Hey guys! My friend Mae is here today to give us a lesson in cold brew coffee! I met Mae through ye olde blogosphere last year and she recently moved to Tacoma, so it's been fun to get to know her IRL. Her and her husband are all about coffee and I asked if they'd be interested in sharing a recipe for cold brew, since summer is here and hot coffee on a hot day just doesn't sound appealing. Cold brew, though? Perfect.
Can I just say how awesome it is to be taking up this little post space on Delightfully Tacky? When I started reading three years ago, I was smitten. More so when I found out that Elizabeth is a PNW dweller like myself. I have loved watching the blog grow and change over the years, and find it crazy that I get to stand on this proverbial mountaintop and say, "Hey!"
Elizabeth once jokingly told a friend that she was responsible for convincing David, my husband, and me to move to Tacoma. It's admittedly mostly the truth. Now here we are sharing a city, which I can confidently say we all love.
David and I run a coffee review blog called Purista and are a special breed of coffee enthusiasts. We're also in the midst of launching a coffee roasting business which Elizabeth is creating the logo for. Emailing back and forth about design work she asked if we'd be interested in sharing a cold brew recipe, so here we are.
Realizing that we're working with a lot of fancy schmancy equipment that most at home coffee drinkers don't possess, I decided to make this recipe as kitchen friendly as possible.
This recipe should yield 1 and 1/2 cups of cold brew concentrate, which you can dilute and doctor to your preference. It takes 12-24 hours.
What You'll Need
A One Quart Jar or Container w/Lid
Coffee* (1 and 1/3 cup whole bean if you have a grinder, 1 and 3/4 coarsely ground if not)
3 cups cold, filtered or spring water (not distilled!)
*A note on coffee: It is advisable to buy whole bean and grind at home immediately before use, but if you don't own a grinder your local shop or roastery will grind it for you to your specification. Tell them you want it coarse for cold brew.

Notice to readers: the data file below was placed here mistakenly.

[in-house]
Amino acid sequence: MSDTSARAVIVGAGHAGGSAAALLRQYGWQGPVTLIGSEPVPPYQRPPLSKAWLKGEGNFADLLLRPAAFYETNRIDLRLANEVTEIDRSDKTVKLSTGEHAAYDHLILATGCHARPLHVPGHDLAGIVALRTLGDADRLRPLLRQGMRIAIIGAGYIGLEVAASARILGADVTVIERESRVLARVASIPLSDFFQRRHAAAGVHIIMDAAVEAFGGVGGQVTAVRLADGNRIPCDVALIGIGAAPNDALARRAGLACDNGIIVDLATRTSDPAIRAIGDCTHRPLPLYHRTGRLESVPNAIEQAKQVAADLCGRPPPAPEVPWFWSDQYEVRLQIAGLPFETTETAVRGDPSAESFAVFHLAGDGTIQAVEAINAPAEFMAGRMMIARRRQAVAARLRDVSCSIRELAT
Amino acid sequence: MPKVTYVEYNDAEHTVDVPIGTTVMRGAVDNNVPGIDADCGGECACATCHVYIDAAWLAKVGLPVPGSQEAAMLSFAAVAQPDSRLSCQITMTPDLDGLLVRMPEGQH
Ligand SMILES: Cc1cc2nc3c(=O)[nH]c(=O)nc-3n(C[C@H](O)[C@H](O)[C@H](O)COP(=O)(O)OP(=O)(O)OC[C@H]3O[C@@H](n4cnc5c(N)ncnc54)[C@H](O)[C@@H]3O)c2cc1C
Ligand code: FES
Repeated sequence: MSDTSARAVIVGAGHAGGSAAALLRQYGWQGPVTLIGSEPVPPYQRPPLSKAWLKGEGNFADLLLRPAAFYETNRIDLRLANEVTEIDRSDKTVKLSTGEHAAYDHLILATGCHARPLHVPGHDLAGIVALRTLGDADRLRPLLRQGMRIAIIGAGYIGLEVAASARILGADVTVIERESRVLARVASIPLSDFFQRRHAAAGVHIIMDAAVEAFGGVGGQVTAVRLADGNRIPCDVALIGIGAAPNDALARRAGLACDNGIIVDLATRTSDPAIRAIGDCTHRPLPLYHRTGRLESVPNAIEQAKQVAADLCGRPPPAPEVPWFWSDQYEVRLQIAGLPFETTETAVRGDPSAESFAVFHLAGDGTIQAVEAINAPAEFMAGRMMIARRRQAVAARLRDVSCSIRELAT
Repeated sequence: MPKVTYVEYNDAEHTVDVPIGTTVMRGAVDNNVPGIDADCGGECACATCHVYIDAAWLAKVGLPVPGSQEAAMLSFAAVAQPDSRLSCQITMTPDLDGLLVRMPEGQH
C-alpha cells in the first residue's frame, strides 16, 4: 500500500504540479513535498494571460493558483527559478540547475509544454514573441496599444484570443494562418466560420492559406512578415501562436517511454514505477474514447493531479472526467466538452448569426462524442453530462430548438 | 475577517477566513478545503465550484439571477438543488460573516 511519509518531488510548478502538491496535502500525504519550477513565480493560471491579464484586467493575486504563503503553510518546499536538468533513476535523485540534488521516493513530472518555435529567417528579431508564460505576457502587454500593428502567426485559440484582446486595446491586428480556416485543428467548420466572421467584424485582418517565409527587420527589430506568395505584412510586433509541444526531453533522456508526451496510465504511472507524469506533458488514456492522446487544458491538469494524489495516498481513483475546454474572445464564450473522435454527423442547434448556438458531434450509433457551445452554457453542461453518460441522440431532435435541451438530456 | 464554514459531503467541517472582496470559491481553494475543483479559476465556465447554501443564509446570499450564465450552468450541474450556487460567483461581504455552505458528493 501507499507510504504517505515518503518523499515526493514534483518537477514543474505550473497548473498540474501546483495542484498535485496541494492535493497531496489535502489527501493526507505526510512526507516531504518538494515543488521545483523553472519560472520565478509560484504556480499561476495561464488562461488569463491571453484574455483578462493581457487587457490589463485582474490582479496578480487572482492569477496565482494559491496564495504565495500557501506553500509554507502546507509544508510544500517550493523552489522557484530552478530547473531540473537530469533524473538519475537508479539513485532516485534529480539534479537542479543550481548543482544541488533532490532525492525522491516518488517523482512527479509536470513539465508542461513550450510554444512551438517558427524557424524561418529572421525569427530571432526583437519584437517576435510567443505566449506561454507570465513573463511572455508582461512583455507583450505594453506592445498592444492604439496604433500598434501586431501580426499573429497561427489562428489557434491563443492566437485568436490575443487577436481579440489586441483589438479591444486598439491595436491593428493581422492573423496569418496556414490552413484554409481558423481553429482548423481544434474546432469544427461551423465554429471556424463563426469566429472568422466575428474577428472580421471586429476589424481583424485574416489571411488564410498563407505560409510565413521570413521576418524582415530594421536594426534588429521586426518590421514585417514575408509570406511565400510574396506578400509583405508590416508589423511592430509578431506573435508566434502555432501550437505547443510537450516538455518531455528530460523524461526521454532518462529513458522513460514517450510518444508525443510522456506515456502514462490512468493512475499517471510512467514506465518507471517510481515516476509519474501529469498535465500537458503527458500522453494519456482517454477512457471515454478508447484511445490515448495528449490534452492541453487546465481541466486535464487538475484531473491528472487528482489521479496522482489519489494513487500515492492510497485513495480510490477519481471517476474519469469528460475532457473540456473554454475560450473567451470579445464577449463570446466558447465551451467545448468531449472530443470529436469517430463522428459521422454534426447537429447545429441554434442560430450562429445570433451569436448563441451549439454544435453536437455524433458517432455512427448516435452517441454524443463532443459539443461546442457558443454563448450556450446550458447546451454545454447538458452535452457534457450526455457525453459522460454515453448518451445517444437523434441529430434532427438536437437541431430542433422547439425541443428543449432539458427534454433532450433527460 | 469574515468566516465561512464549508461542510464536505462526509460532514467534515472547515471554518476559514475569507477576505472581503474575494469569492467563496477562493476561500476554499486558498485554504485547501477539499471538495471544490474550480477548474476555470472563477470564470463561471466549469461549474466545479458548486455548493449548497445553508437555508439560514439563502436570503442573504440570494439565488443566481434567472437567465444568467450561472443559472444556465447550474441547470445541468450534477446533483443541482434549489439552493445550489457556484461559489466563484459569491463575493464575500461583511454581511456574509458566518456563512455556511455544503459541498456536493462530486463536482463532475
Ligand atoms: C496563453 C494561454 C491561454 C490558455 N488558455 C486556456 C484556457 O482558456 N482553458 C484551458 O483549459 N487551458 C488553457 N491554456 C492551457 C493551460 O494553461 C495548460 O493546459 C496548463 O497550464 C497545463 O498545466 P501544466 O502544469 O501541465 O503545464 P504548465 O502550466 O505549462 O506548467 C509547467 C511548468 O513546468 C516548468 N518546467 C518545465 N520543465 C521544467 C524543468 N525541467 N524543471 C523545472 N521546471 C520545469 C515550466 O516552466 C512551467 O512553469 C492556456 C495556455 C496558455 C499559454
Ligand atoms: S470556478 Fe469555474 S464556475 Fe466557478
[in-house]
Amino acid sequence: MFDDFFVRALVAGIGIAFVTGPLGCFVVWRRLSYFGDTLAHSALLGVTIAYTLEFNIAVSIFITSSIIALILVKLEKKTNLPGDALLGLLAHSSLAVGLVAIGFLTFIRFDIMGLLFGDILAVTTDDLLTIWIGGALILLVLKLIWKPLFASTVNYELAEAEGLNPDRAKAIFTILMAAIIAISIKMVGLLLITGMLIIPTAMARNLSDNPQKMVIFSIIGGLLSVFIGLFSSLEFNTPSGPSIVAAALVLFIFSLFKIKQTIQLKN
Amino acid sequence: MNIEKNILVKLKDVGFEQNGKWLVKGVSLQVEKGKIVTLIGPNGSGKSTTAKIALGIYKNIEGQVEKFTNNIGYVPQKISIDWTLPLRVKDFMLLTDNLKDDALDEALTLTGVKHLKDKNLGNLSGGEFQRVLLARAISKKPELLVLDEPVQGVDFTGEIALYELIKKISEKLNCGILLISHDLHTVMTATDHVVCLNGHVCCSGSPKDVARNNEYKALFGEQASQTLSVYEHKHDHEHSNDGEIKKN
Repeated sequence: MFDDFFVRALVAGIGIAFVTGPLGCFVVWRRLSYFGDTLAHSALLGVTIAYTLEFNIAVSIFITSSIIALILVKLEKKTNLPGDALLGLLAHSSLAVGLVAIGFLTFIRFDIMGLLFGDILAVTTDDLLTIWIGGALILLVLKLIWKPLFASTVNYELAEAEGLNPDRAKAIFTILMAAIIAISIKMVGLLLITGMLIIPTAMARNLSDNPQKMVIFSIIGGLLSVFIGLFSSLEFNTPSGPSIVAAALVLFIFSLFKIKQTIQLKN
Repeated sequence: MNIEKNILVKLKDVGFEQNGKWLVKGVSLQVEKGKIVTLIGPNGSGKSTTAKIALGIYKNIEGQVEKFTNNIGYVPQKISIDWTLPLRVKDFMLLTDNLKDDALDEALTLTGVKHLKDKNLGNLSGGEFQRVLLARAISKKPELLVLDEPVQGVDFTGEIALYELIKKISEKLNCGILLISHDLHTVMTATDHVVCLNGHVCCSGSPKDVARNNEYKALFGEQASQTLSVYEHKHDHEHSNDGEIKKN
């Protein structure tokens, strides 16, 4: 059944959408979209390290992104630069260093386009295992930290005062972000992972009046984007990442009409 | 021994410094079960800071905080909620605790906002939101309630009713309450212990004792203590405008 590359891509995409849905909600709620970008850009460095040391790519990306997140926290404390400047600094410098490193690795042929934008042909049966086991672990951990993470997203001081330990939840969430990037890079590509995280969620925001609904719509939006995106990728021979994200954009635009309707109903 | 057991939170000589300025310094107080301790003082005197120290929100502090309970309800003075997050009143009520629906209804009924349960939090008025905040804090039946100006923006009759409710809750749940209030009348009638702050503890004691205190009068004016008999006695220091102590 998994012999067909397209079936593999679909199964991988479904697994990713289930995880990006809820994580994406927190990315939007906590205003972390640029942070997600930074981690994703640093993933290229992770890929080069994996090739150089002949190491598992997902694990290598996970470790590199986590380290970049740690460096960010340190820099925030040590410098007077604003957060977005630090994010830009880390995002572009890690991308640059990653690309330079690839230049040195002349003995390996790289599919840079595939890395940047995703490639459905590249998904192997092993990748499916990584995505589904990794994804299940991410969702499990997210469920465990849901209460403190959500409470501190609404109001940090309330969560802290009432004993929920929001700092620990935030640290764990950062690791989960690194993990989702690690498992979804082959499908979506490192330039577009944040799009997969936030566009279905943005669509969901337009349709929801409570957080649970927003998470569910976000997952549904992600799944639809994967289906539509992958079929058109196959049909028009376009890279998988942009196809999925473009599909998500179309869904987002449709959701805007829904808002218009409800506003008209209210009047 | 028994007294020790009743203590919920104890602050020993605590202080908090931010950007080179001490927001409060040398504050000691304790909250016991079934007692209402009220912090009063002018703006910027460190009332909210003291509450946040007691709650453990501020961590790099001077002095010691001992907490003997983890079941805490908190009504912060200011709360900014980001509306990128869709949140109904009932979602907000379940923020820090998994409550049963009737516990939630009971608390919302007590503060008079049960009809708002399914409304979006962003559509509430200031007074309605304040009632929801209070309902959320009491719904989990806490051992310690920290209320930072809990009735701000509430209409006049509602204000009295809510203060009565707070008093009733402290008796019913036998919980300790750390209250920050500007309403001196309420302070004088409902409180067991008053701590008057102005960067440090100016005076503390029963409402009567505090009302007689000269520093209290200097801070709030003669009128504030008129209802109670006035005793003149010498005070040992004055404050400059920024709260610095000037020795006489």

Measure out your coffee and water. If you have your own grinder and are starting with whole beans measure them whole, 1 and 1/3 cups, then grind. In the event that you are using pre-ground coffee it will take up more space in the cups, so measure out 1 and 3/4 cups.
Add your grounds in the jar/container. This can be messy, and most funnels would take forever with their narrow openings. The funnel we have is wider at the bottom and comes with the Aerobie AeroPress, an awesome coffee brewing device that anyone can use and everyone loves.
Pour in the water, stir it, cap it, and put it in the fridge.
Take it out of the refrigerator. We do 24 hour brews for fully developed flavors in the concentrate, but if you can't wait 12 hours should suffice. Give it another good stir. Cut a one layer piece of cheesecloth to fit over the opening and secure with the rubber band.
You'll definitely want a funnel for this step. Pour through the cheesecloth. At some point liquid will stop moving through the cloth, but still be in the jar. This is because there is air stuck behind the grounds. Once it stops you can use a spoon, or your fingers (messy!), to gently press at the front of the cheesecloth repeatedly until all of the liquid has made it through.
You will end up with approximately 1 and 1/2 cups of concentrate which you can dilute to your taste, sweeten, and/or add milk or cream to. We generally dilute the water with a 1:1 ratio or add unsweetened almond milk in a 2:1 concentrate to milk ratio.
I hope this recipe keeps your energy levels up and your body temp down this summer! If you're feeling the coffee vibes check us out on IG as both @Purista and @TerminusCoffee. Peace! - Mae
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